Concert Reviews

Last Night: Archers of Loaf and The Globes at The Loft

Archers of Loaf, The Globes
The Loft
June 12, 2011

Better than:
seeing a Parade of Losers reunion.

It was a lot to ask of people to divert their eyes away from the television when the Mavericks were one victory away from winning the NBA finals. No matter who was playing on this night, people had the Mavs on their mind.

And yet, even while performing a rare between-coasts gig on this, their reunion tour, Archers of Loaf were forced to deal with this task last night.

You hear plenty about beloved '90s bands who reform out of nowhere and only play Chicago, Los Angeles and New York -- and maybe Austin if it's around SXSW. The fact that the Loaf came to Dallas was a blessing.

Yet the original set-time start scheduled for the band was going come during the final crucial minutes of the game. Quite the issue. Whether this deterred more people from coming out to the show, well, who really knows?

Fortunately, those who did come out did not go home disappointed.

In a very wise move, the night's opening act The Globes didn't go on until after the Mavericks were crowned victorious. The Loaf, meanwhile, didn't hit stage until 20 minutes shy of 11 o'clock.

The turnout was nowhere near a sellout, but the crowd that came out wanted Eric Bachmann, Eric Johnson, Matt Gentling and Mark Price very, very badly. Almost every song in their 19-song, 70-minute set had the crowd passionately singing along. Opening with "Lowest Part is Free!" was a wise choice; the place went crazy once the song kicked in. As the set moved forward, a majority of the songs were from the band's first two albums, Icky Mettle and Vee Vee, along with select cuts found on the Speed of Cattle compilation, All the Nation's Airports and White Trash Heroes.

Bachmann's voice still sounded as strong and raspy as it did when the band was originally together. And even though Gentling's bass and Price's tom-toms overpowered almost everything else in the mix, Johnson's key lead guitar lines somehow cut through. There were some issues -- Price climbed uphill with monitor issues and Bachmann broke three strings in the course of the three songs towards the end of the show -- but they were minor ones.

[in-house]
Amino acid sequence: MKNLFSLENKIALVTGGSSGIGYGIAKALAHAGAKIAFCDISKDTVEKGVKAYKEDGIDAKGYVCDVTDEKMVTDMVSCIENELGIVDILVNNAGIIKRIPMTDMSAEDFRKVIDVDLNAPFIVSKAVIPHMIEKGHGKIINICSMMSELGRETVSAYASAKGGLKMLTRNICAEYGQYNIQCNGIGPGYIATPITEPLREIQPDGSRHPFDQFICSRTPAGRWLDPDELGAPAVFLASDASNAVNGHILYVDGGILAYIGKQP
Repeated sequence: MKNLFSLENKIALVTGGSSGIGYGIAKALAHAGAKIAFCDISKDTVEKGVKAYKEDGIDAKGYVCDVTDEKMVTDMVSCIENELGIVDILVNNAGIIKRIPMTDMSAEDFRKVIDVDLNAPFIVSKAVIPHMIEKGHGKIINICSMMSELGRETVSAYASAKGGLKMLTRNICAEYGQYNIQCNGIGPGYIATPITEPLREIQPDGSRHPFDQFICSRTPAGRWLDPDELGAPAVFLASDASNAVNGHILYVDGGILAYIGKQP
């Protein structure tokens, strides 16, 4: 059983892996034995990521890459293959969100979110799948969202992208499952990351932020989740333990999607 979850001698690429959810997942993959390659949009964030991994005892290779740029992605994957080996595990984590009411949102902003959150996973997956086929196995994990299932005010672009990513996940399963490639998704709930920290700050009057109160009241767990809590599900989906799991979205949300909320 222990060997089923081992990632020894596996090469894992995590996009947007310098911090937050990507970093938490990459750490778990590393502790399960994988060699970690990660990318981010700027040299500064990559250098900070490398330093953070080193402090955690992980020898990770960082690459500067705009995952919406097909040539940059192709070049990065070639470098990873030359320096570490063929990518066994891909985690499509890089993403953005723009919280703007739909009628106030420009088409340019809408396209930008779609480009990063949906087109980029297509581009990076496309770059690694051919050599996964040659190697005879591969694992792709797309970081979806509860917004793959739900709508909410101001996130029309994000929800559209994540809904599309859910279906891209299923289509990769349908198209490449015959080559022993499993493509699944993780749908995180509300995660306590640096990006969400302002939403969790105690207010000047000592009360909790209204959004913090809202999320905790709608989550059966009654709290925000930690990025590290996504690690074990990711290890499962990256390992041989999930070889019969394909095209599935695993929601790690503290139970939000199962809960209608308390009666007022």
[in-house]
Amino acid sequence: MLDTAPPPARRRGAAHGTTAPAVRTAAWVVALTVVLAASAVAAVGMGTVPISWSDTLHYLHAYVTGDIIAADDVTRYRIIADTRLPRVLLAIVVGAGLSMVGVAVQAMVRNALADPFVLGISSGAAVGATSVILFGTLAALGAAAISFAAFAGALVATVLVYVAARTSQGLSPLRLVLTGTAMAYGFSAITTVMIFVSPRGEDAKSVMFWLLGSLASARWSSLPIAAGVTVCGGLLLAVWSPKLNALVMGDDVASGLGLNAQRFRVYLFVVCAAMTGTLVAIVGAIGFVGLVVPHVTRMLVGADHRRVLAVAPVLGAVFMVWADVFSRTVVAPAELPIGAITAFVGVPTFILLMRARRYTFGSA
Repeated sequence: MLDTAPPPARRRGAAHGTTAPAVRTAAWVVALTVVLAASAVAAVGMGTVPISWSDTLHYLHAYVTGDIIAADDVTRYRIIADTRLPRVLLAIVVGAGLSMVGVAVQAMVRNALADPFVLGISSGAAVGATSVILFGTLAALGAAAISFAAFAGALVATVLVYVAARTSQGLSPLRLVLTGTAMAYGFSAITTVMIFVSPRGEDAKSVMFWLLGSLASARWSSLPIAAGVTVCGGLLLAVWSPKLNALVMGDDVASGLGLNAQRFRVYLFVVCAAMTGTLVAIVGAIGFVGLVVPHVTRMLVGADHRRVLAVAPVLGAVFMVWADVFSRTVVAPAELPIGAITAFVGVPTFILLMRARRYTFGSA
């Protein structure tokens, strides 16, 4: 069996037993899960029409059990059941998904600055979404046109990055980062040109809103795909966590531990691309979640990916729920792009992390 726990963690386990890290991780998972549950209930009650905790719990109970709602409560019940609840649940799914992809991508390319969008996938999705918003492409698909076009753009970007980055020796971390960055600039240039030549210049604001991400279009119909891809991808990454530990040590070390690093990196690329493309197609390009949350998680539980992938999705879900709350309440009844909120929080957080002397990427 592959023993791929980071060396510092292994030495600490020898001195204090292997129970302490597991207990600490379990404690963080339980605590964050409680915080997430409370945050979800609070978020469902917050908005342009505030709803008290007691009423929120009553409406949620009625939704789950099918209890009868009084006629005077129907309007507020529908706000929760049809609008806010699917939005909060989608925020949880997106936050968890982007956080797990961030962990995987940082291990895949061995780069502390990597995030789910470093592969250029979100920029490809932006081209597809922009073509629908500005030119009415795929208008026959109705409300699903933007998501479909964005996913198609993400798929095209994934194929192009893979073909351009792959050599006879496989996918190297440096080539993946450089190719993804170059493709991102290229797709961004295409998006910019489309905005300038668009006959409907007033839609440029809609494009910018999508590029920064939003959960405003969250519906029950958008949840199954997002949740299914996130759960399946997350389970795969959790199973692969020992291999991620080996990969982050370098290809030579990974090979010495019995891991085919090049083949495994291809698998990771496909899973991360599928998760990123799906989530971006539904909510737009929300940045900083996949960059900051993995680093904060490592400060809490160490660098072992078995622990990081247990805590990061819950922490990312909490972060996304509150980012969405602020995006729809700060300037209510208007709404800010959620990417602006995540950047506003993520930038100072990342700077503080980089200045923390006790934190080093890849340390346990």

Pacing-wise, the band often scaled back before going for the jugular. The instrumental "Acromegaly" loosened things up before "Fabricoh" ripped through. Performance-wise, the band played without hesitation and didn't act like they were pretending to be their younger selves.

Rather, they showed how you can still rock out even if you have a receding hairline and a mortgage to pay.

Given the small but devoted turnout, it was natural for the band to joke with the audience, especially when Gentling took to his microphone during the few breaks the band took. Those closest to the stage were treated like people instead of faceless customers.

Earlier in the night, opening act The Globes received a splendid reaction to their 30-minute, seven-song set. With a very math-y sort of sound, the band didn't trail off into a sonic black hole. Instead, the Spokane four-piece had a lot of rock power in them with a tinge of gritty British pop.

Critic's Notebook
Personal Bias:
I missed Archers of Loaf when they were originally around. At the time, I was listening to Nirvana, Smashing Pumpkins, Metallica, Hum and Face to Face -- and I wasn't watching 120 Minutes on a regular basis. Luckily, in the past six years, I've come to know some longtime fans who introduced me to the band's greatness.

Random Note: Bryce Avery of The Rocket Summer was in the audience. Interesting.

Archers of Loaf set list:
"Lowest Part is Free!"
"Freezing Point"
"You and Me"
"Dead Red Eyes"
"Greatest of All Time"
"Plumb Line"
"Web in Front"
"Scenic Pastures"
"Form and File"
"All Hail the Black Market"

"Harnessed in Slums"

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Eric Grubbs is a Dallas-based writer who has published two books, Post: A Look at the Influence of Post-Hardcore 1985-2007 and When We Were the Kids. His writing has been featured in Punk Planet, Popdose, Fort Worth Weekly, The Dentonite and LA Weekly. He supports Manchester City and will never root for Manchester United.
Contact: Eric Grubbs

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